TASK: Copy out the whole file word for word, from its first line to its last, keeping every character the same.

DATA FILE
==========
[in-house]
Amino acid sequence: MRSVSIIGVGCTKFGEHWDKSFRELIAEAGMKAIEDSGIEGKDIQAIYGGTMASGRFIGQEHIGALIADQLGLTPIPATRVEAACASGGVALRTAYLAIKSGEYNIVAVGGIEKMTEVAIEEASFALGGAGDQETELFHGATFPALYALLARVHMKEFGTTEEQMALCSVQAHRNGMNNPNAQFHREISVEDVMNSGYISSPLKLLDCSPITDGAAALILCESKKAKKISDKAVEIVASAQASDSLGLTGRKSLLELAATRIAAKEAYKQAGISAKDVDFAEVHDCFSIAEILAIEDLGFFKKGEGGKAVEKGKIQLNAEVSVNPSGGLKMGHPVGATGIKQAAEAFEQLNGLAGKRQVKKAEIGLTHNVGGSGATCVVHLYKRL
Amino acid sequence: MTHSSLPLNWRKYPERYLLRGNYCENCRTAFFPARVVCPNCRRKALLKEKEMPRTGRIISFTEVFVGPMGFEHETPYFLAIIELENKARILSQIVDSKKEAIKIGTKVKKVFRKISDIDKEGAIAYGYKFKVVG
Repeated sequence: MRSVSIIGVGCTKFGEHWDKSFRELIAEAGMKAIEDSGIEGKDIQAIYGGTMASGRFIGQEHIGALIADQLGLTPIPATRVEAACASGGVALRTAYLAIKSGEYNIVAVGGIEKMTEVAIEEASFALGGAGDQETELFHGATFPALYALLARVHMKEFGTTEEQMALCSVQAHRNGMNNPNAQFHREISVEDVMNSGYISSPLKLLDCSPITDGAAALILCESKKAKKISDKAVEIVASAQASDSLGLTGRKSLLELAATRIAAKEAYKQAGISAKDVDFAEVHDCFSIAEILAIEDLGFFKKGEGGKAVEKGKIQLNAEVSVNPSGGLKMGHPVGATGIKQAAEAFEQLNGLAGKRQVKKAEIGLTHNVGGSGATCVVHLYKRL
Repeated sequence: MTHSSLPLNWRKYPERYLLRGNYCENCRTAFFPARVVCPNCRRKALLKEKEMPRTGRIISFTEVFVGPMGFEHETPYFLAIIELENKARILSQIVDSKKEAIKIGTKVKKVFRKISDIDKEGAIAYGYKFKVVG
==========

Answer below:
[in-house]
Amino acid sequence: MRSVSIIGVGCTKFGEHWDKSFRELIAEAGMKAIEDSGIEGKDIQAIYGGTMASGRFIGQEHIGALIADQLGLTPIPATRVEAACASGGVALRTAYLAIKSGEYNIVAVGGIEKMTEVAIEEASFALGGAGDQETELFHGATFPALYALLARVHMKEFGTTEEQMALCSVQAHRNGMNNPNAQFHREISVEDVMNSGYISSPLKLLDCSPITDGAAALILCESKKAKKISDKAVEIVASAQASDSLGLTGRKSLLELAATRIAAKEAYKQAGISAKDVDFAEVHDCFSIAEILAIEDLGFFKKGEGGKAVEKGKIQLNAEVSVNPSGGLKMGHPVGATGIKQAAEAFEQLNGLAGKRQVKKAEIGLTHNVGGSGATCVVHLYKRL
Amino acid sequence: MTHSSLPLNWRKYPERYLLRGNYCENCRTAFFPARVVCPNCRRKALLKEKEMPRTGRIISFTEVFVGPMGFEHETPYFLAIIELENKARILSQIVDSKKEAIKIGTKVKKVFRKISDIDKEGAIAYGYKFKVVG
Repeated sequence: MRSVSIIGVGCTKFGEHWDKSFRELIAEAGMKAIEDSGIEGKDIQAIYGGTMASGRFIGQEHIGALIADQLGLTPIPATRVEAACASGGVALRTAYLAIKSGEYNIVAVGGIEKMTEVAIEEASFALGGAGDQETELFHGATFPALYALLARVHMKEFGTTEEQMALCSVQAHRNGMNNPNAQFHREISVEDVMNSGYISSPLKLLDCSPITDGAAALILCESKKAKKISDKAVEIVASAQASDSLGLTGRKSLLELAATRIAAKEAYKQAGISAKDVDFAEVHDCFSIAEILAIEDLGFFKKGEGGKAVEKGKIQLNAEVSVNPSGGLKMGHPVGATGIKQAAEAFEQLNGLAGKRQVKKAEIGLTHNVGGSGATCVVHLYKRL
Repeated sequence: MTHSSLPLNWRKYPERYLLRGNYCENCRTAFFPARVVCPNCRRKALLKEKEMPRTGRIISFTEVFVGPMGFEHETPYFLAIIELENKARILSQIVDSKKEAIKIGTKVKKVFRKISDIDKEGAIAYGYKFKVVG